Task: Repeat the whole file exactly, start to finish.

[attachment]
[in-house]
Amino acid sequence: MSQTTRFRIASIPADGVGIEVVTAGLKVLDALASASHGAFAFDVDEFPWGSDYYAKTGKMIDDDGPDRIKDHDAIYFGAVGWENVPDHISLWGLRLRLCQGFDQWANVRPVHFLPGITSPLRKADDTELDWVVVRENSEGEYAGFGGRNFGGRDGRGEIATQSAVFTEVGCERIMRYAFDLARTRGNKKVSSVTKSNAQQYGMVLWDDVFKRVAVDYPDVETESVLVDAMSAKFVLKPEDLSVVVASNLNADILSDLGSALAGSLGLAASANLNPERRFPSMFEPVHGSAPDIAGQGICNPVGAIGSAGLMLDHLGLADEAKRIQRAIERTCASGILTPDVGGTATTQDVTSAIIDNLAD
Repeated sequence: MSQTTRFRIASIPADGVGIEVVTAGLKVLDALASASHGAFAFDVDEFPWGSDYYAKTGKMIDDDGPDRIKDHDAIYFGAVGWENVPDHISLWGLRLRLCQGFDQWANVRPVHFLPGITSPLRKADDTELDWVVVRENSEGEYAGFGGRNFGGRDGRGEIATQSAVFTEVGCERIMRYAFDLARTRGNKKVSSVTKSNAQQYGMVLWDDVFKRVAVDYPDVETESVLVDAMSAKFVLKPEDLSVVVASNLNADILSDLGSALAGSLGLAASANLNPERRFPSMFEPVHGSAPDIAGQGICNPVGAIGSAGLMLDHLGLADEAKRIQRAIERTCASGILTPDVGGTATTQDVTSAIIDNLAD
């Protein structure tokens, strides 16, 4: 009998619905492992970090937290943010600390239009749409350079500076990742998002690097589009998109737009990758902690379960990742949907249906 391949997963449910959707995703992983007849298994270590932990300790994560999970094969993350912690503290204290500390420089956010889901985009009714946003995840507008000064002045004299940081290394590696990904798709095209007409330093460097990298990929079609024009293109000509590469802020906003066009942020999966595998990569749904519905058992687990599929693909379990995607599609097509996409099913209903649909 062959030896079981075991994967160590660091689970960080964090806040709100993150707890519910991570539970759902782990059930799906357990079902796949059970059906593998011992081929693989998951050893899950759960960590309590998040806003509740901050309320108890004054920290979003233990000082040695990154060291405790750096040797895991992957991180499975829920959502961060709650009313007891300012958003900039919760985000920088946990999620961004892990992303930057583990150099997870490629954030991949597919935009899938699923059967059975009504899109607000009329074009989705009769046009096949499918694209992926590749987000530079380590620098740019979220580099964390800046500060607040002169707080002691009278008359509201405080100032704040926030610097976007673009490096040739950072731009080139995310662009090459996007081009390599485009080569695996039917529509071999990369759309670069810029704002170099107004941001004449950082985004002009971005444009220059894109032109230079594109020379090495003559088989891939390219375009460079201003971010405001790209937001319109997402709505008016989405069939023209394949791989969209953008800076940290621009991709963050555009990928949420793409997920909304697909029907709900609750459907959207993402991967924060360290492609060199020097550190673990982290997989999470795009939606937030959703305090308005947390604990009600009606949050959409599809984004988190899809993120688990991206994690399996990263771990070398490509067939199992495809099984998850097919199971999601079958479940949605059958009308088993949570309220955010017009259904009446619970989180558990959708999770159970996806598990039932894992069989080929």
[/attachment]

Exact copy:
[in-house]
Amino acid sequence: MSQTTRFRIASIPADGVGIEVVTAGLKVLDALASASHGAFAFDVDEFPWGSDYYAKTGKMIDDDGPDRIKDHDAIYFGAVGWENVPDHISLWGLRLRLCQGFDQWANVRPVHFLPGITSPLRKADDTELDWVVVRENSEGEYAGFGGRNFGGRDGRGEIATQSAVFTEVGCERIMRYAFDLARTRGNKKVSSVTKSNAQQYGMVLWDDVFKRVAVDYPDVETESVLVDAMSAKFVLKPEDLSVVVASNLNADILSDLGSALAGSLGLAASANLNPERRFPSMFEPVHGSAPDIAGQGICNPVGAIGSAGLMLDHLGLADEAKRIQRAIERTCASGILTPDVGGTATTQDVTSAIIDNLAD
Repeated sequence: MSQTTRFRIASIPADGVGIEVVTAGLKVLDALASASHGAFAFDVDEFPWGSDYYAKTGKMIDDDGPDRIKDHDAIYFGAVGWENVPDHISLWGLRLRLCQGFDQWANVRPVHFLPGITSPLRKADDTELDWVVVRENSEGEYAGFGGRNFGGRDGRGEIATQSAVFTEVGCERIMRYAFDLARTRGNKKVSSVTKSNAQQYGMVLWDDVFKRVAVDYPDVETESVLVDAMSAKFVLKPEDLSVVVASNLNADILSDLGSALAGSLGLAASANLNPERRFPSMFEPVHGSAPDIAGQGICNPVGAIGSAGLMLDHLGLADEAKRIQRAIERTCASGILTPDVGGTATTQDVTSAIIDNLAD
């Protein structure tokens, strides 16, 4: 009998619905492992970090937290943010600390239009749409350079500076990742998002690097589009998109737009990758902690379960990742949907249906 391949997963449910959707995703992983007849298994270590932990300790994560999970094969993350912690503290204290500390420089956010889901985009009714946003995840507008000064002045004299940081290394590696990904798709095209007409330093460097990298990929079609024009293109000509590469802020906003066009942020999966595998990569749904519905058992687990599929693909379990995607599609097509996409099913209903649909 062959030896079981075991994967160590660091689970960080964090806040709100993150707890519910991570539970759902782990059930799906357990079902796949059970059906593998011992081929693989998951050893899950759960960590309590998040806003509740901050309320108890004054920290979003233990000082040695990154060291405790750096040797895991992957991180499975829920959502961060709650009313007891300012958003900039919760985000920088946990999620961004892990992303930057583990150099997870490629954030991949597919935009899938699923059967059975009504899109607000009329074009989705009769046009096949499918694209992926590749987000530079380590620098740019979220580099964390800046500060607040002169707080002691009278008359509201405080100032704040926030610097976007673009490096040739950072731009080139995310662009090459996007081009390599485009080569695996039917529509071999990369759309670069810029704002170099107004941001004449950082985004002009971005444009220059894109032109230079594109020379090495003559088989891939390219375009460079201003971010405001790209937001319109997402709505008016989405069939023209394949791989969209953008800076940290621009991709963050555009990928949420793409997920909304697909029907709900609750459907959207993402991967924060360290492609060199020097550190673990982290997989999470795009939606937030959703305090308005947390604990009600009606949050959409599809984004988190899809993120688990991206994690399996990263771990070398490509067939199992495809099984998850097919199971999601079958479940949605059958009308088993949570309220955010017009259904009446619970989180558990959708999770159970996806598990039932894992069989080929």